When somebody returned a book, a librarian would take the date card out of the holder and return it to the pocket in the back of the book. The book would then go onto a trolley for re-shelving, and the circulation process would begin again. At regular intervals a librarian would manually check the date cards to identify overdue books. They would look up the patron by name in the library’s membership records and send out a reminder notice.

Library Technology Officer Hayley was happy to discuss how library systems had changed at Tea Tree Gully Library since the time that this article appeared in the North East Leader. Here are some of the significant improvements for our customers:

Since our Library has embraced Radio-Frequency IDentification technology (RFID) Library staff no longer have to scan and read the barcode of each item to issue it to a customer. Items can now be borrowed and returned using RFID technology which sends a signal from the item to the computer.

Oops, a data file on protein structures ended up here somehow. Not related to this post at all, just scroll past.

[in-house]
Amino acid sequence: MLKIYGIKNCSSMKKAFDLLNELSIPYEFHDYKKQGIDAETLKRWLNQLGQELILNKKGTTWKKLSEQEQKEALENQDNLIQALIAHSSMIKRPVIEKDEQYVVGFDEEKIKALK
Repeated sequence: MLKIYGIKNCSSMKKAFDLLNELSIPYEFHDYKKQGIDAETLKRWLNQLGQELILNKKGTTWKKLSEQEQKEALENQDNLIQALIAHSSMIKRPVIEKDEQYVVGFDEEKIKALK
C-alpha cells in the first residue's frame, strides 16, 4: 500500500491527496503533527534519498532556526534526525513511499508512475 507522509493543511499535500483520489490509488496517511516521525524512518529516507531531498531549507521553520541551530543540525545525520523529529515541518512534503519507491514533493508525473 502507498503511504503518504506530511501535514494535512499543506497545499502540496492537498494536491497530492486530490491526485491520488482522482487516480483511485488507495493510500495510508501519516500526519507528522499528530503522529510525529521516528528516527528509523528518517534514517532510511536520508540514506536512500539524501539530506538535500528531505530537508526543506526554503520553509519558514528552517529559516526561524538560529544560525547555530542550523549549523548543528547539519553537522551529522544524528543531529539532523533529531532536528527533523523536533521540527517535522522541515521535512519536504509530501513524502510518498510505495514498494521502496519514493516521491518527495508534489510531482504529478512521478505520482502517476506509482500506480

Our customers no longer have to stand in long queues to borrow items as you can use our self-check machines at your leisure. RFID allows for multiple items to be processed at the same time which can be more convenient than scanning them one by one.

Notice also in the North East Leader article that the original computer screens had a dark background with coloured print. Nowadays the desktop where we search the library catalogue is visually enticing and much easier to read.

The One Card Library Network has transformed the public library service in this state. Through a shared computer network customers can access millions of items available throughout South Australian public libraries, not just at Tea Tree Gully Library.